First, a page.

How To Cope With a Serious Family Illness While in College
BY MELISSA BURNS
When a family member is dealing with a serious affliction, the stress can be hard to manage. When you’re dealing with final exams, essays, and a full class schedule on top of that, it can be doubly so. If a family member is afflicted with a serious illness in the middle of your college course, you may even doubt whether it’s possible to finish your academic studies.
Fortunately, there are helpful strategies you can use to secure the grades you need without neglecting your family.
Recognize the Struggle
The worst thing you can do for yourself, mentally and emotionally, is to deny what’s happening—yet, that’s often one of our first instincts when coping with grief. You may be tempted to downplay the seriousness of the illness to avoid some responsibilities or refuse to confront your feelings, or you may deny that taking care of your seriously ill family member is interfering with your studies.
Instead of running away from these realizations, you need to confront them head-on; be honest with yourself, and work to understand how this illness is affecting your life, both internally and externally.
Find a Support Group
If your family member is suffering from a chronic illness, you should both find a support group for ongoing therapy. If your loved one is receiving treatment from a hospital or specialist, the experts there will likely be able to make a recommendation for a support group to join. You’ll also likely find a support group at your own university. Make it a point to attend regularly, and be open about your feelings there; it’s a safe space, and you need to be around people you like and trust.
Be Upfront With Your Professors and Classmates
Professors frequently begin classes with an explanation of their zero-tolerance policy for lame excuses on missing assignments; accordingly, you might be scared to bring up the fact that a loved one’s illness is interfering with your ability to study or complete work.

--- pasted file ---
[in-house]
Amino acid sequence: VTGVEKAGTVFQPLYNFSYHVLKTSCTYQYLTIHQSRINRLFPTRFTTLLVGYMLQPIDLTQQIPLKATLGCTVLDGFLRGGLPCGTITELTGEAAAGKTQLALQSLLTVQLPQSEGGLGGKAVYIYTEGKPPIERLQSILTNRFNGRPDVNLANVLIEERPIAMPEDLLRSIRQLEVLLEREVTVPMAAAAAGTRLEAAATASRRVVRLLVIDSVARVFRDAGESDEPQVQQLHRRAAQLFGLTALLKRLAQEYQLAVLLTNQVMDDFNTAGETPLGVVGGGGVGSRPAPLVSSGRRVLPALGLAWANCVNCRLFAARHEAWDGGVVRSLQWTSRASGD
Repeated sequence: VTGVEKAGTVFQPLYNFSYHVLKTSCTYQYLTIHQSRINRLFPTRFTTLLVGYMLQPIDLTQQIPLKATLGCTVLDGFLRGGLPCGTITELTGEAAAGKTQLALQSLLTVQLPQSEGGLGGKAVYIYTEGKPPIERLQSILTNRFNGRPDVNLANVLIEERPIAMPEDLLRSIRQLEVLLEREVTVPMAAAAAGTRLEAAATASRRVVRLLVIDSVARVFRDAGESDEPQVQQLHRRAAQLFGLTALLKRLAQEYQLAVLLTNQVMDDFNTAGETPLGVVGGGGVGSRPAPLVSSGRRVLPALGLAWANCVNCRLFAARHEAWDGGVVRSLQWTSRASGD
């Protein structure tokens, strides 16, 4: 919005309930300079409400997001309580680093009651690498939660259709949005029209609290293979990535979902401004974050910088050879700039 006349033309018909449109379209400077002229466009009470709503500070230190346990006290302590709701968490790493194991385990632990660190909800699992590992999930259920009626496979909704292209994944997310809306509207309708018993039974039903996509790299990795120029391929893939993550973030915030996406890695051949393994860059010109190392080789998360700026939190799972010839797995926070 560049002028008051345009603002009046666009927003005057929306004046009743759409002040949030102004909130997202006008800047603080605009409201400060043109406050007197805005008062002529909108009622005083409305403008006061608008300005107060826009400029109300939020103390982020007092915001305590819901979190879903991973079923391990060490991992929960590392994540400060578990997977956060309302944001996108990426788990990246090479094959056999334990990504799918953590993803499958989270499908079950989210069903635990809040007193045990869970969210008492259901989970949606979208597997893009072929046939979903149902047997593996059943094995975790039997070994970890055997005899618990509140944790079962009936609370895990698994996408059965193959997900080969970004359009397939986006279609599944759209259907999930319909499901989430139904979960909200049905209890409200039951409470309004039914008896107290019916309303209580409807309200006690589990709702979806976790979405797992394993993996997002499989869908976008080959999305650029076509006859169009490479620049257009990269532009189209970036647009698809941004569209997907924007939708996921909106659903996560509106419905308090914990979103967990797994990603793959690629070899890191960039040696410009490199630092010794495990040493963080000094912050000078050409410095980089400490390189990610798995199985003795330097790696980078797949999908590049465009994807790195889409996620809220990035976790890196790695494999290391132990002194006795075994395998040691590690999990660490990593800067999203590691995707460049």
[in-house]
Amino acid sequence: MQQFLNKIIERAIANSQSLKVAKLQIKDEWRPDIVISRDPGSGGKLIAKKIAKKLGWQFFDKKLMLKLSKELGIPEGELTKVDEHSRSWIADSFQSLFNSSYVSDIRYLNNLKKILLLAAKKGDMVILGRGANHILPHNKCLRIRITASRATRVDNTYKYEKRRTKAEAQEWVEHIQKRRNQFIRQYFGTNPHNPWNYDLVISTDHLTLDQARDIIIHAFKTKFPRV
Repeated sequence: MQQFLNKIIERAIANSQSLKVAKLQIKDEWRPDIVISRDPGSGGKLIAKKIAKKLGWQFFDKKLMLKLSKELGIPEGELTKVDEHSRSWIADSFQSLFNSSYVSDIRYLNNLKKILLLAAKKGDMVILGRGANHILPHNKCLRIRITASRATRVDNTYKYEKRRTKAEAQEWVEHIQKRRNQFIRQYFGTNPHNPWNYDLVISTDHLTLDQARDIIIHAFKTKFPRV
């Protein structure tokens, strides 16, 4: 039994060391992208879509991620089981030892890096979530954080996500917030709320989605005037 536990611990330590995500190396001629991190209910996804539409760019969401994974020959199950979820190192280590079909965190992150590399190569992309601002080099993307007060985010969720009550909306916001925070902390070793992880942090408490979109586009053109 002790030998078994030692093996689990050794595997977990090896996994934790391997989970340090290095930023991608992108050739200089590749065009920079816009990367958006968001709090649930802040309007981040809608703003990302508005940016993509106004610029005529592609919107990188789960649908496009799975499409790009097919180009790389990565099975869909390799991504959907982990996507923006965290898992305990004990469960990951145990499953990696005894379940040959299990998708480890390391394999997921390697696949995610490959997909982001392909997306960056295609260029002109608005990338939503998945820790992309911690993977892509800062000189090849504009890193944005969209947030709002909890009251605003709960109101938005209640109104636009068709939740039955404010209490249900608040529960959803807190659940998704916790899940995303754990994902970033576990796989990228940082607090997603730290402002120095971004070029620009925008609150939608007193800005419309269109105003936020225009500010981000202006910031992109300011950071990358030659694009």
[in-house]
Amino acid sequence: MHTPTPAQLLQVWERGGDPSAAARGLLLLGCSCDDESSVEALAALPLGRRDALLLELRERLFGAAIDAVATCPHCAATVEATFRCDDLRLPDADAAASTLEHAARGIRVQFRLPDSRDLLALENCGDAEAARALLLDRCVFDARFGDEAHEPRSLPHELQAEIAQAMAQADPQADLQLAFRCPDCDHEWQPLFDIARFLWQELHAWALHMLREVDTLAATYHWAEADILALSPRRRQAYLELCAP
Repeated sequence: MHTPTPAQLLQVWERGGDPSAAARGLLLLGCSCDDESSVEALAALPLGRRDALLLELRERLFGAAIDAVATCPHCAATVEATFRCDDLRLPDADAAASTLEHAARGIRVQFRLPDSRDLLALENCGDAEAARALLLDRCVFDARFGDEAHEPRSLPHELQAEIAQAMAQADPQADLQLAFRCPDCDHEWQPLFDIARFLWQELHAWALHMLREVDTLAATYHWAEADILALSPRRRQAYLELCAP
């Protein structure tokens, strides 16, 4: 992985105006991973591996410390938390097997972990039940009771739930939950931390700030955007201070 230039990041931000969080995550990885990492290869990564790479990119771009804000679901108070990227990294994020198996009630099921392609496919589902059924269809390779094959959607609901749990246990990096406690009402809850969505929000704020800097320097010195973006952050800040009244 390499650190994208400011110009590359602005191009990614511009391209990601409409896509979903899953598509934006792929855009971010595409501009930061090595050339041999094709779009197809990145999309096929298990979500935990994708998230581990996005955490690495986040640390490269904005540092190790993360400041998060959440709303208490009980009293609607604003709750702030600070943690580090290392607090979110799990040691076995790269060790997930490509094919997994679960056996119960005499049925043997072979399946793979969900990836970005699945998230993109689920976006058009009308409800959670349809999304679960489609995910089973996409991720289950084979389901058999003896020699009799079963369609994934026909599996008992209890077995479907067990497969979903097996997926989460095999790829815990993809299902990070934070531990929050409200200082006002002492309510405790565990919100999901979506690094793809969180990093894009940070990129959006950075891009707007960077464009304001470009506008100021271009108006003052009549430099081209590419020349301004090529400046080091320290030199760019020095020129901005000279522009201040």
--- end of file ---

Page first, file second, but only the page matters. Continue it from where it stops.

Professors, for the most part, aren’t there to make your life more difficult; they just don’t want to be lied to, disrespected, or taken advantage of. The right way to approach professors is proactively and openly; explain your situation as soon as you know about it, detail how it’s going to affect your abilities, and ask what alternative work you can do (or what alternative schedule you can adopt) to complete the course satisfactorily. Most professors will be more than willing to help you out.
Reduce Your Class Load
Taking classes full-time is a difficult task for anyone. As soon as a new responsibility or load of stress enters your life, you may want to consider reducing that class load. Dropping even one class could be enough to give you the extra time to manage your hectic schedule—and get better grades in all your other classes. If it’s too late for this semester, consider making the move for next semester.
Attend Group Study Sessions
Studying in groups is inherently better than studying alone for a few different reasons; you’ll be held more accountable, you’ll remember things easier, and most importantly, you’ll get to socially interact with other people. As you cope with your family member’s illness, it’s important that you avoid isolating yourself; studying in a group can get you out of the house and help you achieve higher grades at the same time, so it’s an opportunity you don’t want to miss.
Make Time for Yourself
Between all your on-campus responsibilities and the time and effort you’ll spend taking care of your family, it’s easy to neglect your own health. You may start eating less frequently, losing sleep, and skipping basic forms of self-care like personal hygiene. However, it’s extremely important that you keep yourself in healthy condition; otherwise, you’re liable to suffer far more serious stress and symptoms. Make time to get plenty of sleep at night, eat full, healthy meals, exercise, and do some things that make you happy.
Managing a college workload when a family member is ill can be stressful and exhausting, but with the right approach, it is possible. If you feel you’ve been pushed to the brink, you can put your college education on hold and resume when things have settled down, but it’s better to keep your momentum—even if it means reducing your workload temporarily.
Melissa Burns graduated from the faculty of Journalism of Iowa State University. Nowadays she is an entrepreneur and independent journalist. Follow her @melissaaburns or contact at email@example.com